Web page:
Film Review: Divine Weapon
BOTTOM LINE: A period action adventure that takes a long time to ignite.Asian Film Market
SEOUL -- "Divine Weapon" is a David and Goliath tug-of-war set in 15th century Korea, when a group of maverick heroes and patriots defeated the vast Chinese army by successfully launching an arrow-slinging rocket called Singijeon.
Director Kim Yoo-jin tries to combine the historical war epic with swashbuckling martial arts and conventional romance in a catch-all commercial blend. As satisfactory domestic boxoffice attests, the film succeeds as a vehicle in rousing national pride. However, for this work to hit the mark in overseas markets, a drastic re-edit from start to finish is required. Otherwise, the digressive narrative prevents the film from going out with a bang.
The quasi-historical story is set in 1448, during the Joseon Dynasty. The Chinese are the bad guys who bully Korea in various ways, demanding extortionate tributes and forbidding her to station troops at the border. In response, King Sejong's general secretly develops a "divine weapon" -- the technologically advanced Singijeon rocket, which pre-dates European equivalents by 300 years.
The duty falls upon heroine Hong-li (Han Eun-jung) to assemble the Singijeon designed by her late father without the manual, which was seized by Chinese spies. She is assisted by a maverick gang led by Chul-woo (Jung Jae-young), the son of a weapons expert.
The script is diligently crammed with dramatic turns that emphasize the heroic duo's high stakes in this venture. However, that also is its problem as their struggle just seems to go on with no cathartic showdown in sight. The lame action choreography could do with some VFX embellishment. As well, the editing goes berserk whenever there is a fight scene, making the audience feel as if they are watching stunts on fast-forward.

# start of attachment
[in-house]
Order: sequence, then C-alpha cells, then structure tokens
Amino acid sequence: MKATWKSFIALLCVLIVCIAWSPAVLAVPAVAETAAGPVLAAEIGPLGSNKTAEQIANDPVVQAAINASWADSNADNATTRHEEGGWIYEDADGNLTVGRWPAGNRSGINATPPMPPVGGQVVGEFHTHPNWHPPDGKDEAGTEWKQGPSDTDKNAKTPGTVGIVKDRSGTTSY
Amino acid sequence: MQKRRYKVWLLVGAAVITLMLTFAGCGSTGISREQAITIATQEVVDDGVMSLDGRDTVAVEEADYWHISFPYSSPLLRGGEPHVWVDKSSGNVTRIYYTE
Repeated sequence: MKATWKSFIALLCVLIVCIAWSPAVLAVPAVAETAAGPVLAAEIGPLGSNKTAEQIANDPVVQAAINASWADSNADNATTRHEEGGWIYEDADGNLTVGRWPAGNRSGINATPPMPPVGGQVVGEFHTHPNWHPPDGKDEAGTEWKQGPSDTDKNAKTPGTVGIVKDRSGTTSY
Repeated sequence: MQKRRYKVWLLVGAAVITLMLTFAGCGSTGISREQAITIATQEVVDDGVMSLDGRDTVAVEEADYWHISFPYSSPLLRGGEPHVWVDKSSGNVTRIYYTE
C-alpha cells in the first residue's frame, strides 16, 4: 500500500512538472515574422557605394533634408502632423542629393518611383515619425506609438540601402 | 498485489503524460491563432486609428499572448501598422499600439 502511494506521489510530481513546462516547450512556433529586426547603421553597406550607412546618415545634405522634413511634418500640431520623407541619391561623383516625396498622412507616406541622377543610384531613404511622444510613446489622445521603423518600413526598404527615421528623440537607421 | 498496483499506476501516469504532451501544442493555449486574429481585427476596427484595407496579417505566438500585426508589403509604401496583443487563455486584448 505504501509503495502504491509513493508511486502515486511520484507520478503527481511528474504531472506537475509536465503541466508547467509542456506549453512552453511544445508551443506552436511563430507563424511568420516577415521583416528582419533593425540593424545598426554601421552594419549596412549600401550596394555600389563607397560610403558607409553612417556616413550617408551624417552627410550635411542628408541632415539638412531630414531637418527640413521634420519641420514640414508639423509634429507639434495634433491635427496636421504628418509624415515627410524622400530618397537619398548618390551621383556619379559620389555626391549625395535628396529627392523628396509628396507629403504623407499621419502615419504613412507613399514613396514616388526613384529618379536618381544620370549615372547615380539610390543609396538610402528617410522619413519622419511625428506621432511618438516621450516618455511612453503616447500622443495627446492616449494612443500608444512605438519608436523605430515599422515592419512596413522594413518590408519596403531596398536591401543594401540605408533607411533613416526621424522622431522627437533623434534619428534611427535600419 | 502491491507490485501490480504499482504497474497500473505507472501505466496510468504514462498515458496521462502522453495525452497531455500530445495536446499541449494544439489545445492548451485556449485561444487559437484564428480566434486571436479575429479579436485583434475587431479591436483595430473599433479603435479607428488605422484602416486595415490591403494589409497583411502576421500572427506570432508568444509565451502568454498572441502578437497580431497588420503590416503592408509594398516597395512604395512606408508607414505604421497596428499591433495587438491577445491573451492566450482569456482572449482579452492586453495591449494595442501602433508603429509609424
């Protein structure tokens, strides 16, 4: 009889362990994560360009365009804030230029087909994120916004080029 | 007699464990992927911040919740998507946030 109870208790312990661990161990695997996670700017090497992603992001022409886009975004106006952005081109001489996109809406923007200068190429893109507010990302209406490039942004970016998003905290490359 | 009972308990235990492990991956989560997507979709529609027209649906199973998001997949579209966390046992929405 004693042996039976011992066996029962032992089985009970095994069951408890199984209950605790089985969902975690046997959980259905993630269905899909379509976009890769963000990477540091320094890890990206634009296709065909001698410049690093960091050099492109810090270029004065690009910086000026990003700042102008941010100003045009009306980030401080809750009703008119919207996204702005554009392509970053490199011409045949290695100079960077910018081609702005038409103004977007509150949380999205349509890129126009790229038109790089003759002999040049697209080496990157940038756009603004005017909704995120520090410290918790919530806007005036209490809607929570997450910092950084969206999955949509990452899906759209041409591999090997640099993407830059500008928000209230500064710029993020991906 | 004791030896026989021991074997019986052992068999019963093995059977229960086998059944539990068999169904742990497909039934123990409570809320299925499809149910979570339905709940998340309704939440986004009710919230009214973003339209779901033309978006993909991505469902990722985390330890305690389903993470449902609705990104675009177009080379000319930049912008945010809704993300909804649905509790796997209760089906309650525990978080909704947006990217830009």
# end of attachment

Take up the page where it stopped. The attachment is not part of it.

In the climactic battle scene, the Korean army is supposedly pitted against a huge phalanx of marauding tribesmen unleashed by the Chinese, but the enemy headcount is not big enough to intimidate. Curiously, despite the reportedly sky-high budget, the production skimped on extras. The paucity of swooping, panoramic shots also considerably reduces the sense of spectacle. Only the rocket launch is on the money, at last showing some visual pyrotechnics that's a blast.
Cast: Jung Jae-young, Han Eun-jung, Huh Joon-ho, Ahn Sung-ki.
Director: Kim Yoo-jin.
Screenwriter: Lee Man-hee.
Executive producer: Kim Joo-sung.
Producer: Lee Seung-ryoul.
Director of photography: Byun Hee-sung.
Production designer: Min Eon-ok.
Music: Jo Seong-woo.
Editor: Kim Hyun.
Costumes: Jung Kyung-hee.
Sales agent: CJ Entertainment.
No rating, 97 minutes.
Production: KNJ Entertainment.